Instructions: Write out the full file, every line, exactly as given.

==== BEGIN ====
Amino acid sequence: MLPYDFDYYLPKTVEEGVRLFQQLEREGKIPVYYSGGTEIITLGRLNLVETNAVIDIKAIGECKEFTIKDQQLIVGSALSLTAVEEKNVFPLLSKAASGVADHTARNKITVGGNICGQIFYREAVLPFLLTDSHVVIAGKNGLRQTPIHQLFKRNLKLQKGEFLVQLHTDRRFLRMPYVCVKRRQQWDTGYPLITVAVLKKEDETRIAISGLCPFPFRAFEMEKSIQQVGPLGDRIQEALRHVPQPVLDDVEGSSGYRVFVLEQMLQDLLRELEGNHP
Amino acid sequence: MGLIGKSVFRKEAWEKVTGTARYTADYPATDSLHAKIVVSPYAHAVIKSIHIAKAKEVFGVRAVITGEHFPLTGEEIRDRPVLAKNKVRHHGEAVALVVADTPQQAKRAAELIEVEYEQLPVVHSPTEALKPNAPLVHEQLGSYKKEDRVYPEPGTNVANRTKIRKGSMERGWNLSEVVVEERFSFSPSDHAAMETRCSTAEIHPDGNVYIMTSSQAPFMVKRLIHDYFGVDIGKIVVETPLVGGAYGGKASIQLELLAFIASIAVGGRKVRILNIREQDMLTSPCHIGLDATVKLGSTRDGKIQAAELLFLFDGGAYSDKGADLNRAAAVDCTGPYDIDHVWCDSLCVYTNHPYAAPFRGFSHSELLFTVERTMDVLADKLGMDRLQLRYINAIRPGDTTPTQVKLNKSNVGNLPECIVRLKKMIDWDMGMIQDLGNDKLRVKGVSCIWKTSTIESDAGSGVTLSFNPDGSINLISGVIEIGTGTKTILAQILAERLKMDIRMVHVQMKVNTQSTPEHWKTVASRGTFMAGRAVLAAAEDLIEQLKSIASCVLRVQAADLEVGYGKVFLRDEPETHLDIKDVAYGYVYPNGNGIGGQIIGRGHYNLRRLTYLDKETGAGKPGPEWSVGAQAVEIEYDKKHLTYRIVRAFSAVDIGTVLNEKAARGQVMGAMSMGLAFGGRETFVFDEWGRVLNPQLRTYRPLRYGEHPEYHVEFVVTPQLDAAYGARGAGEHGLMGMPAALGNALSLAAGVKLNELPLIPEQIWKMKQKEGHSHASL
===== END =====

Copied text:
Amino acid sequence: MLPYDFDYYLPKTVEEGVRLFQQLEREGKIPVYYSGGTEIITLGRLNLVETNAVIDIKAIGECKEFTIKDQQLIVGSALSLTAVEEKNVFPLLSKAASGVADHTARNKITVGGNICGQIFYREAVLPFLLTDSHVVIAGKNGLRQTPIHQLFKRNLKLQKGEFLVQLHTDRRFLRMPYVCVKRRQQWDTGYPLITVAVLKKEDETRIAISGLCPFPFRAFEMEKSIQQVGPLGDRIQEALRHVPQPVLDDVEGSSGYRVFVLEQMLQDLLRELEGNHP
Amino acid sequence: MGLIGKSVFRKEAWEKVTGTARYTADYPATDSLHAKIVVSPYAHAVIKSIHIAKAKEVFGVRAVITGEHFPLTGEEIRDRPVLAKNKVRHHGEAVALVVADTPQQAKRAAELIEVEYEQLPVVHSPTEALKPNAPLVHEQLGSYKKEDRVYPEPGTNVANRTKIRKGSMERGWNLSEVVVEERFSFSPSDHAAMETRCSTAEIHPDGNVYIMTSSQAPFMVKRLIHDYFGVDIGKIVVETPLVGGAYGGKASIQLELLAFIASIAVGGRKVRILNIREQDMLTSPCHIGLDATVKLGSTRDGKIQAAELLFLFDGGAYSDKGADLNRAAAVDCTGPYDIDHVWCDSLCVYTNHPYAAPFRGFSHSELLFTVERTMDVLADKLGMDRLQLRYINAIRPGDTTPTQVKLNKSNVGNLPECIVRLKKMIDWDMGMIQDLGNDKLRVKGVSCIWKTSTIESDAGSGVTLSFNPDGSINLISGVIEIGTGTKTILAQILAERLKMDIRMVHVQMKVNTQSTPEHWKTVASRGTFMAGRAVLAAAEDLIEQLKSIASCVLRVQAADLEVGYGKVFLRDEPETHLDIKDVAYGYVYPNGNGIGGQIIGRGHYNLRRLTYLDKETGAGKPGPEWSVGAQAVEIEYDKKHLTYRIVRAFSAVDIGTVLNEKAARGQVMGAMSMGLAFGGRETFVFDEWGRVLNPQLRTYRPLRYGEHPEYHVEFVVTPQLDAAYGARGAGEHGLMGMPAALGNALSLAAGVKLNELPLIPEQIWKMKQKEGHSHASL